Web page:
For my second and final attempt to teach a little something about all things hot in honor of summer, I’d like to provide some information about heat treating—in the metalworking industry, that is.
Heat treating involves changing the properties of metals that have different crystal structures at high and low temperatures. The type of material transfiguration depends on the temperature to which the material is heated, how fast it is heated, how long it is kept heated, the temperature to which it is first cooled, and how fast it is cooled.
Quenching hardens steel by heating it to high temperatures and then quickly immersing it in room temperature oil, water or salt brine to “freeze” the new crystal structure.
The two main ways to soften a metal (to restore its ductility) are annealing, in which its temperature is slowly raised, held for a certain amount of time and then slowly cooled, and tempering, in which it is slowly heated in an oil bath and held for hours.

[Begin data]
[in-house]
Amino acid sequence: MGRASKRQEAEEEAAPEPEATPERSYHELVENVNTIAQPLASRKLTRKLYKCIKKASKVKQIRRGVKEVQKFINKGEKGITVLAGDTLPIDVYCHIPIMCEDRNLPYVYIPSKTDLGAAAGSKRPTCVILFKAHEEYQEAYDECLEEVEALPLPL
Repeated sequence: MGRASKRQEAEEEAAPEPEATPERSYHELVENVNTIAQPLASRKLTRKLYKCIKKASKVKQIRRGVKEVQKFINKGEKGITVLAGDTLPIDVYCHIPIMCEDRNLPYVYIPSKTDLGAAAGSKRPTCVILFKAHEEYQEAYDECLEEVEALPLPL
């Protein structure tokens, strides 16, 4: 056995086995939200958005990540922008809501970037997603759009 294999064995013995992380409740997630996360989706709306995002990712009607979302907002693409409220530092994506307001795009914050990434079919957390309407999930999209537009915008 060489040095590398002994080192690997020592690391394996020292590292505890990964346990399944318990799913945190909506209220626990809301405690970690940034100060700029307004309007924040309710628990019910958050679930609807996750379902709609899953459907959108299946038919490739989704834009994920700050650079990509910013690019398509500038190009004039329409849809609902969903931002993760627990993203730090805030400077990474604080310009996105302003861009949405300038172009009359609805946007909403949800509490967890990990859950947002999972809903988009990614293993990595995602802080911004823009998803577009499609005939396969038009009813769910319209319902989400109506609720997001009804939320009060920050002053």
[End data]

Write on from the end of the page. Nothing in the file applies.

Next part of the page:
During heat treatment, a part’s size may change—by how much can not be accurately predicted. However, a heat treater can provide a reasonable estimate that can help a shop prepare for final machining operations. The effects are different for every material grade. But communication with the heat treater, experimentation and process control can help to provide fairly accurate, consistent size change estimates.
Variables that are related to heat treating that may affect dimensional change include the type of heat treating; high-heat/low-heat process, temperature and soak times; furnace temperature uniformity and repeatability; part and load size; load configuration; part orientation; type of furnace atmosphere; and more.
For more of these variables and to learn more about predicting size change, read “Predicting Size Change from Heat Treatment.”
As far as “heat treating” unrelated to metalworking, I would suggest a tall, ice-cold glass of the beverage of your choice and a refreshing body of water to enjoy it in!